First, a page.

CSUF News Service
New Campus Psychologist Specializes in Multicultural Issues
Sept. 22, 2017
Growing up, mental health was not something discussed in Phi Loan Le's family — even as her parents navigated the traumas of escaping Vietnam at the end of the war and the uncertainties of building a new future in the United States.
Cal State Fullerton's new psychologist and internship training director in Counseling and Psychological Services (CAPS) discovered the field of psychology as an undergraduate student at UCLA, where she developed a passion for multicultural, women's, sexual abuse and grief issues.
Le went on to pursue both a master's degree in applied psychology and a doctorate in clinical psychology at Nova University in Fort Lauderdale, Florida. She brings to CSUF more than 25 years of professional experience at such educational institutions as Michigan State University, Cal State Long Beach and Santa Ana College.
What inspired you to go into the field of psychology?
During college, I was part of a small group of students committed to supporting Vietnamese refugees resettling in Southern California. As we spent more time with refugees addressing basic needs, it became apparent that there was a huge gap in mental health support for Vietnamese Americans. It wasn't until I took a Psychology 100 course that I fell in love with psychology and wanted to continue working with underserved populations to decrease the stigma around mental health. Pursuing a doctorate in clinical psychology was a way for me to continue doing the work I feel passionate about.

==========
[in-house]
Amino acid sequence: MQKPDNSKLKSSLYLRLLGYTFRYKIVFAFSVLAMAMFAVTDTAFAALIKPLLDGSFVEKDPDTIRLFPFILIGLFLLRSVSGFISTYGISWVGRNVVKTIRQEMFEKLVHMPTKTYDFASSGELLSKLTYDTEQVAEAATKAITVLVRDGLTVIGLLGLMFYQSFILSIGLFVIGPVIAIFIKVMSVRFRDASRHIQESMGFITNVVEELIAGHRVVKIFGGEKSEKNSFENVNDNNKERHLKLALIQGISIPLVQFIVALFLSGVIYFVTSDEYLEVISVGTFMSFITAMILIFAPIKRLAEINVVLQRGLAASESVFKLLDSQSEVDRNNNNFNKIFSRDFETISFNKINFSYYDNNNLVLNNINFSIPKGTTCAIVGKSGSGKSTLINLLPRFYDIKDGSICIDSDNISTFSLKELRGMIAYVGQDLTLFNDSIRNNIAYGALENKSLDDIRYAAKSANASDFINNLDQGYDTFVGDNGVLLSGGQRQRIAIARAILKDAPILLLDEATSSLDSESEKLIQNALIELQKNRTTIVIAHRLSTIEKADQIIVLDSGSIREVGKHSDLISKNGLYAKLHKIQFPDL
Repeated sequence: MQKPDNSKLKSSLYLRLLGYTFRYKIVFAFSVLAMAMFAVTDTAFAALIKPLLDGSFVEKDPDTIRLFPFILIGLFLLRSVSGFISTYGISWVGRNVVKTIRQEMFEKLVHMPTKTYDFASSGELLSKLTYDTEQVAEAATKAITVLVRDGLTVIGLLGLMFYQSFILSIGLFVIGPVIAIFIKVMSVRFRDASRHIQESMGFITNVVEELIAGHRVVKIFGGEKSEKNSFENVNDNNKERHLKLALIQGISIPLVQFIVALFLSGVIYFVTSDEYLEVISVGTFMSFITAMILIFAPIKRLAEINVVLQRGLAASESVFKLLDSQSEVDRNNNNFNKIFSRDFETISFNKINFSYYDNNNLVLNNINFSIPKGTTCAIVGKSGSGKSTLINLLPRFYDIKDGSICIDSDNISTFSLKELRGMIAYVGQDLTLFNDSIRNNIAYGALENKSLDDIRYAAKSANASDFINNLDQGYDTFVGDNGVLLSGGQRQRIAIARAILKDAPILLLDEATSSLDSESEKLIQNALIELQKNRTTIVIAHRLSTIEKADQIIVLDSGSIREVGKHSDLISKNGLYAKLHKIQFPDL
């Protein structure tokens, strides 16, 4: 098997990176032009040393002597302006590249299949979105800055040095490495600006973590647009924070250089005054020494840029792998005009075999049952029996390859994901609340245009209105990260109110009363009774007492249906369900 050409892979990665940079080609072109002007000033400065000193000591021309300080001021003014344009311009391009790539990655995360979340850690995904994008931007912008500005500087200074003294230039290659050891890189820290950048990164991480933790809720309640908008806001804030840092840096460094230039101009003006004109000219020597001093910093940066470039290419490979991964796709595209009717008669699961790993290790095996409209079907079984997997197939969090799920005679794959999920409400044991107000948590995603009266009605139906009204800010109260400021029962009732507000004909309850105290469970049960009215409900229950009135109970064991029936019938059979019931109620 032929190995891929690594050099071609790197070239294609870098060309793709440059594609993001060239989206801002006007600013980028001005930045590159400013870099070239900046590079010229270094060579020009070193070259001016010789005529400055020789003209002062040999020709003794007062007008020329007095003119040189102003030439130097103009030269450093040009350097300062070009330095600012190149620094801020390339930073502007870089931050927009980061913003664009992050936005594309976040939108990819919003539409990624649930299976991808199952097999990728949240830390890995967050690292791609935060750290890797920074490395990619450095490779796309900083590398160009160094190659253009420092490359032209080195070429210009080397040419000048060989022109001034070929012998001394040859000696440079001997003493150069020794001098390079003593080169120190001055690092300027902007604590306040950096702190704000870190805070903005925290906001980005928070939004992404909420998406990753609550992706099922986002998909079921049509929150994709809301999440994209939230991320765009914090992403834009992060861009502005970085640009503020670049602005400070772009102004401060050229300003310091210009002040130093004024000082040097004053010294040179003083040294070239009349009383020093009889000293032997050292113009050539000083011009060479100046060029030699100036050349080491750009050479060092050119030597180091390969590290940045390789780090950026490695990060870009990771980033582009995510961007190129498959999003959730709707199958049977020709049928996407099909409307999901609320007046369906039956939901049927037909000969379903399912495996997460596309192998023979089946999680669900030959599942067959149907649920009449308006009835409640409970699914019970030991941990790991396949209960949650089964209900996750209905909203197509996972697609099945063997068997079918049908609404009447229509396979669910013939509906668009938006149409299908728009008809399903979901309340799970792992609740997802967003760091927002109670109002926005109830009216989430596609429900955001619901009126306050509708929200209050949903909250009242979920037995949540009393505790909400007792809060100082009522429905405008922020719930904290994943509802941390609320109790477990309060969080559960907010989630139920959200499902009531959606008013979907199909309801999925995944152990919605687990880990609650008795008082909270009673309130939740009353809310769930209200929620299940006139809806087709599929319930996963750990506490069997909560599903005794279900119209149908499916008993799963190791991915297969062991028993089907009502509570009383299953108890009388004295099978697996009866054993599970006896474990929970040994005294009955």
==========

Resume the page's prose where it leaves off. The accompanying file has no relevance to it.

What are your specialties?
In my training and work experience, multicultural psychology, women's issues and social justice have been consistent areas of interest. Working with students of color and first-generation college students have been a tremendously rewarding experience. Over the past 11 years, I've also been developing my interest in training and supervision with doctoral psychology interns.
What do you hope students will learn from working with you?
College is a time of significant transition, during which students have to deal with a number of pressures and stressors. Counseling or therapy provides a supportive, nonjudgmental space for students to share their concerns and learn more effective coping to handle challenges to their academic progress. In addition to individual counseling, group counseling, workshops and psychoeducational programs are resources that can help students achieve their academic goals.
What would you like the general public to know about your field?
Psychology can be applied in many different ways to increase understanding of the complexities of our lived experiences. In particular, counseling or therapy can help improve a person's quality of life and general health. Using knowledge of biology, mental processes, social relationships and interactions, psychologists help people identify and overcome obstacles in order to make healthier choices. Additionally, as part of the college community, CAPS is an integral part of the solutions to improve academic success, retention and well-being.